If you've personally seen the G53SX and it does not have a decent contrast (e.g. it has a very poor black level), let me know, but the information I was able to dig up suggests the 1080p models are better than average displays.
  • Hrel - Saturday, December 3, 2011 - link

    Oh, also the GTX560M is the slowest GPU I'd accept. It is a shame it doesn't have Optimus, especially since it's supported. But the battery life is quite impressive, in my own uses.
  • pepperoni - Friday, December 2, 2011 - link

    Jarred - I was a little surprised by your dismissal of 3D panels on notebooks. I have never seen a 120Hz display, but I have been intrigued ever since I read this review by your colleague:

    "[It] was my first exposure to 120Hz refresh displays that aren’t CRTs, and the difference is about as subtle as a dump truck driving through your living room. I spent the first half hour seriously just dragging windows back and forth across the desktop - from a 120Hz display to a 60Hz, stunned at how smooth and different 120Hz was. Yeah, it’s that different." --Brian Klug 8/7/10

    Your critique of mobile 3D has mainly centered on the lack of utility -- a point I completely agree with. Like you, I have zero interest in viewing any 3D games or movies on a notebook (or in my living room or in a theater, for that matter), but if 120Hz benefits the 2D experience half as much as Brian Klug claims, it sounds great.

    The Toshiba A665-3DV you reviewed had crappy resolution and low contrast. I'm thinking about Dell's XPS 17 with 1080p 3D. Do you think 120Hz is a worthwhile upgrade for someone like me who hates 3D?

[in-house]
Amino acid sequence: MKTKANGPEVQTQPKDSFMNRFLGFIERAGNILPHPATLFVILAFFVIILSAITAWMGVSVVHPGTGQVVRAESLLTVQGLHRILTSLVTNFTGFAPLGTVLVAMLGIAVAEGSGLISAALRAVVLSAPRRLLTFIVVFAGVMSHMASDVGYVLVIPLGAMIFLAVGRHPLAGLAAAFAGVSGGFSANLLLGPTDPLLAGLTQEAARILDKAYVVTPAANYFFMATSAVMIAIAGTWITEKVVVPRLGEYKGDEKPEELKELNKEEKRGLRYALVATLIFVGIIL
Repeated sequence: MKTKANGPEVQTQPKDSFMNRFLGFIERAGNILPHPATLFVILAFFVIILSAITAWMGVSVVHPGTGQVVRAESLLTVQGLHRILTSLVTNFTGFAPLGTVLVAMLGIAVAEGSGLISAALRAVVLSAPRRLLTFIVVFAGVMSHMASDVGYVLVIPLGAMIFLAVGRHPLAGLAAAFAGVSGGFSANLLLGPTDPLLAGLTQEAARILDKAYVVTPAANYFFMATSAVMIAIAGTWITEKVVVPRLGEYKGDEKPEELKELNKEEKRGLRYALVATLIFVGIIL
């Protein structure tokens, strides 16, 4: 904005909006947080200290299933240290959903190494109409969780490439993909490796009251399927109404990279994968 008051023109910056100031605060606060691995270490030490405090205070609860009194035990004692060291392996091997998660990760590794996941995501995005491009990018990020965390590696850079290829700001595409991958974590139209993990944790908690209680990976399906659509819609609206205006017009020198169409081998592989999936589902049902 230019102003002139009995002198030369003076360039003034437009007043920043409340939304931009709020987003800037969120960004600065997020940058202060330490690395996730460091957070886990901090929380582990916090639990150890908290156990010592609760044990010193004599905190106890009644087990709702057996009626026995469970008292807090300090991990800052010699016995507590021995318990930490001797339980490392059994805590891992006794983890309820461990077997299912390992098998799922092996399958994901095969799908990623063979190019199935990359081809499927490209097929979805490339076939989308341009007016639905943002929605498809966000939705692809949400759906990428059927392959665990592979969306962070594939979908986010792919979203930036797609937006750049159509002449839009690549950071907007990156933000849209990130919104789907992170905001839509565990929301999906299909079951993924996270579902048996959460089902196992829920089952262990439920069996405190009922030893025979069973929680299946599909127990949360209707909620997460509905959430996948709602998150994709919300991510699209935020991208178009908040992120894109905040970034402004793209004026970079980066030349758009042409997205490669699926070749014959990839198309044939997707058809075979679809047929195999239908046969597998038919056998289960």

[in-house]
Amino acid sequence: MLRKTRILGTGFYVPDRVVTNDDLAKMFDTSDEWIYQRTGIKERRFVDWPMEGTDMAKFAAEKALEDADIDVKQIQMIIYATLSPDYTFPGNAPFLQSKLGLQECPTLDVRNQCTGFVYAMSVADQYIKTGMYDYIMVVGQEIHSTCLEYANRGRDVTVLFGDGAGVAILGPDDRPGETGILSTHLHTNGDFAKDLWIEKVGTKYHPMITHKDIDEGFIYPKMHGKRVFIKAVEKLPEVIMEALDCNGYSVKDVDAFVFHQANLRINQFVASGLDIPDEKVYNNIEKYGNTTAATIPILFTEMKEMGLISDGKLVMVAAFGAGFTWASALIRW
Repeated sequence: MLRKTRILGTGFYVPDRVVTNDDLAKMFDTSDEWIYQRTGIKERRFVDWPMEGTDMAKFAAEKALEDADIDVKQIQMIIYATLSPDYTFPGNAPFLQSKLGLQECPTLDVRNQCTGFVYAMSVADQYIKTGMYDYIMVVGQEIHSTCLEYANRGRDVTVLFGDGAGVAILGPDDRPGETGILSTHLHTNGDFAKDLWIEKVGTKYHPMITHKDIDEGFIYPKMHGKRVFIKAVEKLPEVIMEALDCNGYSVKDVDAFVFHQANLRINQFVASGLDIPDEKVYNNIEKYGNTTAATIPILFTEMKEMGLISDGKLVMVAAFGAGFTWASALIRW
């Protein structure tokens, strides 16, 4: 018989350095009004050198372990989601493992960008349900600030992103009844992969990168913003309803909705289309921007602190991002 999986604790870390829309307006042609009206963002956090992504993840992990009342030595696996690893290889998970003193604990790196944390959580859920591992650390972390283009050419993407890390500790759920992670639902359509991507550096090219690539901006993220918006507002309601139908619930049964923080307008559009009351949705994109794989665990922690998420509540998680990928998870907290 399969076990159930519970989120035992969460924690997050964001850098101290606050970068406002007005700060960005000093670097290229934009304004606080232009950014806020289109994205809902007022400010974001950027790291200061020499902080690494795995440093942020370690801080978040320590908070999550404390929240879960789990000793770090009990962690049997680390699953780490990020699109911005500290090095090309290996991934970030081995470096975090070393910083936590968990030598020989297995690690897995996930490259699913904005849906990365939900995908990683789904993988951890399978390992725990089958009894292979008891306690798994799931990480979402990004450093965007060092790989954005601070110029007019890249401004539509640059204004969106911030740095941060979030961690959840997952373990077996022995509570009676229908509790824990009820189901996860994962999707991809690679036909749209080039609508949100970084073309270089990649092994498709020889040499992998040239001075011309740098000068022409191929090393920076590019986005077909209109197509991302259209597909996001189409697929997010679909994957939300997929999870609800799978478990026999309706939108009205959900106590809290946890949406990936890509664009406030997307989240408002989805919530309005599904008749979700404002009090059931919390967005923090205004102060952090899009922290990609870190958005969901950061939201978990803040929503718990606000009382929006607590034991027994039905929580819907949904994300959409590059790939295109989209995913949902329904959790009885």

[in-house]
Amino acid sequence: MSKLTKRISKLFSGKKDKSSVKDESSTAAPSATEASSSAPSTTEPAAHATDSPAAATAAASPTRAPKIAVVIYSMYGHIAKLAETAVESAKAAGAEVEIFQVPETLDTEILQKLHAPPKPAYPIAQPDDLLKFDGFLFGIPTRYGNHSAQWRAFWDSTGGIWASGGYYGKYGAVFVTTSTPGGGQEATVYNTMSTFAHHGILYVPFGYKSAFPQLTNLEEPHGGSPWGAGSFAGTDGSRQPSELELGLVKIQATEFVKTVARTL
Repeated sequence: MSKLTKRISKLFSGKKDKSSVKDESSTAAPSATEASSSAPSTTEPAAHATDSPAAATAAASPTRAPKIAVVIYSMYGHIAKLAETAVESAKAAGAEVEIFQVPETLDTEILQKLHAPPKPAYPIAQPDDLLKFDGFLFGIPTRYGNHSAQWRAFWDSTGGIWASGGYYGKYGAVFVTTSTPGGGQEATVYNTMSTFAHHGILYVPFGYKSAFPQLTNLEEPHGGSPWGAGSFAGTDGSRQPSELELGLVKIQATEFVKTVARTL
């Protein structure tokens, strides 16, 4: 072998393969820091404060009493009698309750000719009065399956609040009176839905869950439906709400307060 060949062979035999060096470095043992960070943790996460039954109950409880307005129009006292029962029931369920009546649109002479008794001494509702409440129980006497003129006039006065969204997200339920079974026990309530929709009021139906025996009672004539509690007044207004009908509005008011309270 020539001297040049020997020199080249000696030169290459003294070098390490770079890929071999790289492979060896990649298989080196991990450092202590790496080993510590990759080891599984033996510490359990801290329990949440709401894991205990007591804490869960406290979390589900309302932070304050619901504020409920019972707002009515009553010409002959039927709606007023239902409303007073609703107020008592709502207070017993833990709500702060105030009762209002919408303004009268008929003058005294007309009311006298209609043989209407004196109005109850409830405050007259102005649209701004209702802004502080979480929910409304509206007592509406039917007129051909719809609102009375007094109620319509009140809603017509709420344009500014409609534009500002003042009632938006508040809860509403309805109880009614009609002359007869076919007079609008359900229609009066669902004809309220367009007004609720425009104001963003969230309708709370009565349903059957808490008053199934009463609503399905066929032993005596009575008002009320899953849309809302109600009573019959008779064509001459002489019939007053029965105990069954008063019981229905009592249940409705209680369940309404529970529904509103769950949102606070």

• snuuggles - Friday, December 2, 2011 - link

    I agree. I own an hn274h for 2d only, it makes a significant difference in my day to day activity and game playing. Everything just feels... Crisper? I'm not sure how to describe it

    One reason they might not want to do it it power use, I'm guessing if it's running twice as fast it'll use more juice. But the truth is that there's simply no market for better displays--witness all the 13" 1360x768 60hz tn panels on supposed high end ultra books. The average consumer is idiotic.

    Hey, not to put too fine a point on it, but our own jarred recommended the UTTERLY worthless ux31 based from what I can only guess is on the looks and specs. Certainly anyone who tried to use it to work would instantly find the keyboard--the single biggest differentiating factor between this and a tablet--completely unusable due to the short throw and stiff action of the keys

    Sorry Jarred, you blew it big time. I'm not normally this harsh to an individual, but you need to hear this: it is unacceptable for you to recommend something based on specs alone
  • JarredWalton - Saturday, December 3, 2011 - link

    Two things for you. First, here's the last part of my paragraph dismissing 3D: "Okay, sure, the 120Hz refresh rates would actually be nice, but does anyone want to view 3D content on a notebook?" I like the idea of 120Hz displays for non-3D purposes, but unfortunately you have to pay for all the 3D rigmarole to get there (e.g. glasses, emitter, etc.) and you generally can't get 120Hz displays unless you go with NVIDIA GPUs.

    Second, and this is specifically for snuuggles, I've got the UX31E sitting on my test bench right now. I can tell you the expected battery life and the performance. Given that it's an ultrabook, going outdoors into brightly lit environments is a very likely use case. A 500 nit display is going to be very useful. Would I prefer higher contrast? Of course, but at least the resolution is better than the competition. But you weren't talking about the display.... [To be continued!]

Log in

Don't have an account? Sign up now